Crystal Palace 1-3 Liverpool: Van Dijk and Oxlade-Chamberlain put the Reds clear before Edouard pulled one back and Fabinho netted a late penalty to clinch the win
Liverpool remain in the Premier League title race after a 3-1 win at Crystal Palace, but this victory – a 10th in a row over this particular opponent – owed far more to some world-class goalkeeping and a very questionable penalty call than to their own fine start to the match.
The Reds were excellent for the first half an hour, then almost fashioned their own demise for the next 30 minutter. Only Alisson Becker proved an immovable barrier, and allowed the league’s second-placed team to move to within nine points of Manchester City, still with a game in hand.
Early pressure from the away side came in the form of Diogo Jota almost chesting down to burst through one on one and a Jordan Henderson snap-shot from the edge of the box, palmed away by Vicente Guaita. It led to a raising of the noise from the home fans – but they were silenced moments later.
And Robertson’s outswinging corner toward the front of the six-yard box was met by a towering leap from Virgil van Dijk – and the unmarked Dutchman powered his header into the top corner, just seven minutes in.
The chances kept coming but Palace posed a sporadic threat on the break, også, with the Reds eternally thankful to their goalkeeper.
One such counter resulted in a truly immaculate save from Alisson Becker, an outstretched right arm diverting Jean-Philippe Mateta’s strike over the bar, though the late offside flag rendered it as ultimately meaningless as Jordan Pickford’s fine stop a day earlier. The debate goes on: is it better to see these moments of superlative goalkeeping even if they wouldn’t have mattered in the end, or to not experience them at all?
In any case, those home team instances of adventure were few and far between for the first half hour.
Liverpool’s right side, rotating partnerships involving Trent Alexander-Arnold, Oxlade-Chamberlain, Jordan Henderson and Roberto Firmino, were just non-stop. They didn’t let Palace play out, they forced errors and irked the crowd.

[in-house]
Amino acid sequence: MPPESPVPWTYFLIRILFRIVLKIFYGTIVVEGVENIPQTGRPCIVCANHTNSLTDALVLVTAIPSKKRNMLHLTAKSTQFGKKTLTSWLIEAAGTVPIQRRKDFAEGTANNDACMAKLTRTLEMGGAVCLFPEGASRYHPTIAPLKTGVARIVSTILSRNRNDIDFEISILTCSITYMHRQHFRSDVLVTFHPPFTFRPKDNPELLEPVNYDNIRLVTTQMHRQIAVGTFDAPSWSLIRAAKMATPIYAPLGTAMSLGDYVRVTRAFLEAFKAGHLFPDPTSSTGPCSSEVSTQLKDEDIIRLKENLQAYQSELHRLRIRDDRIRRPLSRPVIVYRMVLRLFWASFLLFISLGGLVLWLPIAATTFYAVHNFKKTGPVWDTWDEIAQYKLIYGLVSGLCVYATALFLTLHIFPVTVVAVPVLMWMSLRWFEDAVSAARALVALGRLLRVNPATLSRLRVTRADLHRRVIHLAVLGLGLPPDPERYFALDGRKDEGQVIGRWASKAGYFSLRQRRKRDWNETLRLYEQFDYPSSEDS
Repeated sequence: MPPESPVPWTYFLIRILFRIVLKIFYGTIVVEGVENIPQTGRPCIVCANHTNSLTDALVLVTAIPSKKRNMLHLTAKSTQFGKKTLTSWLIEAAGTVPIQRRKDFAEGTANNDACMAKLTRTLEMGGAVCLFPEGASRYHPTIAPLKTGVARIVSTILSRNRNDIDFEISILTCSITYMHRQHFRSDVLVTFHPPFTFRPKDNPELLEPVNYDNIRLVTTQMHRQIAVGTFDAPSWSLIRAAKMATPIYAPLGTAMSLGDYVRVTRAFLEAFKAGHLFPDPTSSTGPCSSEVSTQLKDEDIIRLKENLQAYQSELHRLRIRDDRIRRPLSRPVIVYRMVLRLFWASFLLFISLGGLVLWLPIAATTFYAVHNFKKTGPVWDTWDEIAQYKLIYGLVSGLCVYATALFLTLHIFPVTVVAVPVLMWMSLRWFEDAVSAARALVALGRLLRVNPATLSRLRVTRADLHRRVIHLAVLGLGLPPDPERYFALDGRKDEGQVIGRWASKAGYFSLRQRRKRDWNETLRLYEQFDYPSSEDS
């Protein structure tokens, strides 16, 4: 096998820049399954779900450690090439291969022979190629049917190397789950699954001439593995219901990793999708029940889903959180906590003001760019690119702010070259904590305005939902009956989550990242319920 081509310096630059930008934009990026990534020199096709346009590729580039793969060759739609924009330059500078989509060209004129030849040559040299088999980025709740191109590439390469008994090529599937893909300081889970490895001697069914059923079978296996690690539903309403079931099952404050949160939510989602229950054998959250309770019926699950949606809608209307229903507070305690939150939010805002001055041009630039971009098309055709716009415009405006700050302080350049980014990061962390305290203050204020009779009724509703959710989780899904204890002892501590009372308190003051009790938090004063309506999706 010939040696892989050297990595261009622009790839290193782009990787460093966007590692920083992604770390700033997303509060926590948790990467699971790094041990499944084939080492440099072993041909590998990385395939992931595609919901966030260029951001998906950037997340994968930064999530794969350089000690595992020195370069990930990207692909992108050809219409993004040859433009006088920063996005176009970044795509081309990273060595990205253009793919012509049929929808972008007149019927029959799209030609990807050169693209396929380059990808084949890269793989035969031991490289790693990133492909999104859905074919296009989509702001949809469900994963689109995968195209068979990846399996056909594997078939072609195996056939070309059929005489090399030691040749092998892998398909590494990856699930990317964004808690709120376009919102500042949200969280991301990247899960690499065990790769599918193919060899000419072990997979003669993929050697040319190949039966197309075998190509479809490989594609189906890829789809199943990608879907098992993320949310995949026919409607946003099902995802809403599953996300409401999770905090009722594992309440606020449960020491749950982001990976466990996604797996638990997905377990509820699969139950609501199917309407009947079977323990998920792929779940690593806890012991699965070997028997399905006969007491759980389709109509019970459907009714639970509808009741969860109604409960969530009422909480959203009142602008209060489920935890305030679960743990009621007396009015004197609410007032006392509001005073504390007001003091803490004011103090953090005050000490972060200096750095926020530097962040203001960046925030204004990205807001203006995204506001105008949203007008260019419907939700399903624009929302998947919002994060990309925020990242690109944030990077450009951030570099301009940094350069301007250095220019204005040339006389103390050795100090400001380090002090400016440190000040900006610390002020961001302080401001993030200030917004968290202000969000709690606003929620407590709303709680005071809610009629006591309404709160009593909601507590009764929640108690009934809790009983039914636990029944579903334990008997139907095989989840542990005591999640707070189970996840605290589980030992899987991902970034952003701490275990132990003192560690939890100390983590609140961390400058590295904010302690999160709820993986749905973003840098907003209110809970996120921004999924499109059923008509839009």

By the half-hour mark the home fans were furious at both the officials and a perceived lack of intensity from the home team. Boos and aired grievances were more regular than completed passes at one stage, right before Liverpool’s lead was doubled.
Robertson again proved the architect, floating over a cross which evaded the entire defence and landed nicely in place for Alex Oxlade-Chamberlain to control and fire home, a just reward for his first-half endeavours.
But instead of proving a catalyst to stroll to victory from that point, the visitors appeared to lose their way entirely at that point.
Errors in the Reds’ game meant Alisson again had to come to the rescue to deny Mateta, who attempted to round him and finish, ledende Jurgen Klopp to emerge, enraged, to the edge of his technical area, berating those on the pitch for sloppy passes and a lack of movement to receive play.
Half-time didn’t wake Liverpool from their slumber.
Twice within three minutes of the restart, Palace should have reduced the deficit, Michael Olise central to both with teasing, jinking dribbles which Robertson couldn’t stop. The first ended in a header wide from point-blank range by Gallagher, the second a back-heel from five yards from Mateta which Alisson, en gang til, did superbly to deny.
But when Palace again sliced through with a fairly simple third-man runner, even the Brazil No1 couldn’t deny them. Mateta this time burst behind Van Dijk and squared for a simple tap-in for Edouard.
The home support were immediately lifted once more and the metaphorical roof almost came off as Joachim Andersen rifled a strike from distance just past the post, in search of a rapid-fire equaliser.
At last Liverpool responded as the fragility of their lead became apparent, but it still took a contentious – to put it mildly – decision from the team of officials to settle this game.
A dreadful or farcical call might be more accurate, and would certainly sum up the feelings of the crowd.
Diogo Jota evaded a challenge and rolled the ball past Guaita, but then appeared to step into the ‘keeper far more than it being a case of the Spanish stopper sliding into the forward.
After a lengthy review, a pitchside check and a howl of discontent from the stands, Fabinho dispatched the spot-kick to at least serve a reminder to Manchester City that the title fight is not over just yet.